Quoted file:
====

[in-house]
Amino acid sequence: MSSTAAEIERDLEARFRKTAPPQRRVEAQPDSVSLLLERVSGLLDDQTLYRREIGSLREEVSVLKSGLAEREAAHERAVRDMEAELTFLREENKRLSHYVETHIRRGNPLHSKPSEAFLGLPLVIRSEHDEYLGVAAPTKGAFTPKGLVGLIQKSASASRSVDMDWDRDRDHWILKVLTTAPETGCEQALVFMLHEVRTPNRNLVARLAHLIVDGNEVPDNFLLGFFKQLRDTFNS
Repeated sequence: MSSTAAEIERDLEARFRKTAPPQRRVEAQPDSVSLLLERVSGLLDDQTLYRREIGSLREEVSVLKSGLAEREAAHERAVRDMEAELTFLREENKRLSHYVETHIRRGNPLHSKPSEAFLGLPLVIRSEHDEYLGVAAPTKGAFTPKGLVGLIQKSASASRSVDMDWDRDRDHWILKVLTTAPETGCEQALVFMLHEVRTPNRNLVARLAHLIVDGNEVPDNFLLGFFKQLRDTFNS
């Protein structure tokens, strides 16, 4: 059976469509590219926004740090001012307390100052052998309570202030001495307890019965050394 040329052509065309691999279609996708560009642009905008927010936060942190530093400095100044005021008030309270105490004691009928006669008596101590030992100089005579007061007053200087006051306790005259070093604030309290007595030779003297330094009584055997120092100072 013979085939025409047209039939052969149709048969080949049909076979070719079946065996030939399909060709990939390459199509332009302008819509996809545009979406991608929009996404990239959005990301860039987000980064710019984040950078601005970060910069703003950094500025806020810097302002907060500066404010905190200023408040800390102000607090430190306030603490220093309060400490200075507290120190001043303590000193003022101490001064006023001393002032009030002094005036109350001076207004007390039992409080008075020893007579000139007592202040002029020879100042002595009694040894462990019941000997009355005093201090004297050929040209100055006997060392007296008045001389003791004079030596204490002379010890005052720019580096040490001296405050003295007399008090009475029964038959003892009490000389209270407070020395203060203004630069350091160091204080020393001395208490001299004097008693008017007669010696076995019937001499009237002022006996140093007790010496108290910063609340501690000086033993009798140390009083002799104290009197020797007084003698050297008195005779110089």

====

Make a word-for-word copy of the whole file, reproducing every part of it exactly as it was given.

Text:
[in-house]
Amino acid sequence: MSSTAAEIERDLEARFRKTAPPQRRVEAQPDSVSLLLERVSGLLDDQTLYRREIGSLREEVSVLKSGLAEREAAHERAVRDMEAELTFLREENKRLSHYVETHIRRGNPLHSKPSEAFLGLPLVIRSEHDEYLGVAAPTKGAFTPKGLVGLIQKSASASRSVDMDWDRDRDHWILKVLTTAPETGCEQALVFMLHEVRTPNRNLVARLAHLIVDGNEVPDNFLLGFFKQLRDTFNS
Repeated sequence: MSSTAAEIERDLEARFRKTAPPQRRVEAQPDSVSLLLERVSGLLDDQTLYRREIGSLREEVSVLKSGLAEREAAHERAVRDMEAELTFLREENKRLSHYVETHIRRGNPLHSKPSEAFLGLPLVIRSEHDEYLGVAAPTKGAFTPKGLVGLIQKSASASRSVDMDWDRDRDHWILKVLTTAPETGCEQALVFMLHEVRTPNRNLVARLAHLIVDGNEVPDNFLLGFFKQLRDTFNS
């Protein structure tokens, strides 16, 4: 059976469509590219926004740090001012307390100052052998309570202030001495307890019965050394 040329052509065309691999279609996708560009642009905008927010936060942190530093400095100044005021008030309270105490004691009928006669008596101590030992100089005579007061007053200087006051306790005259070093604030309290007595030779003297330094009584055997120092100072 013979085939025409047209039939052969149709048969080949049909076979070719079946065996030939399909060709990939390459199509332009302008819509996809545009979406991608929009996404990239959005990301860039987000980064710019984040950078601005970060910069703003950094500025806020810097302002907060500066404010905190200023408040800390102000607090430190306030603490220093309060400490200075507290120190001043303590000193003022101490001064006023001393002032009030002094005036109350001076207004007390039992409080008075020893007579000139007592202040002029020879100042002595009694040894462990019941000997009355005093201090004297050929040209100055006997060392007296008045001389003791004079030596204490002379010890005052720019580096040490001296405050003295007399008090009475029964038959003892009490000389209270407070020395203060203004630069350091160091204080020393001395208490001299004097008693008017007669010696076995019937001499009237002022006996140093007790010496108290910063609340501690000086033993009798140390009083002799104290009197020797007084003698050297008195005779110089």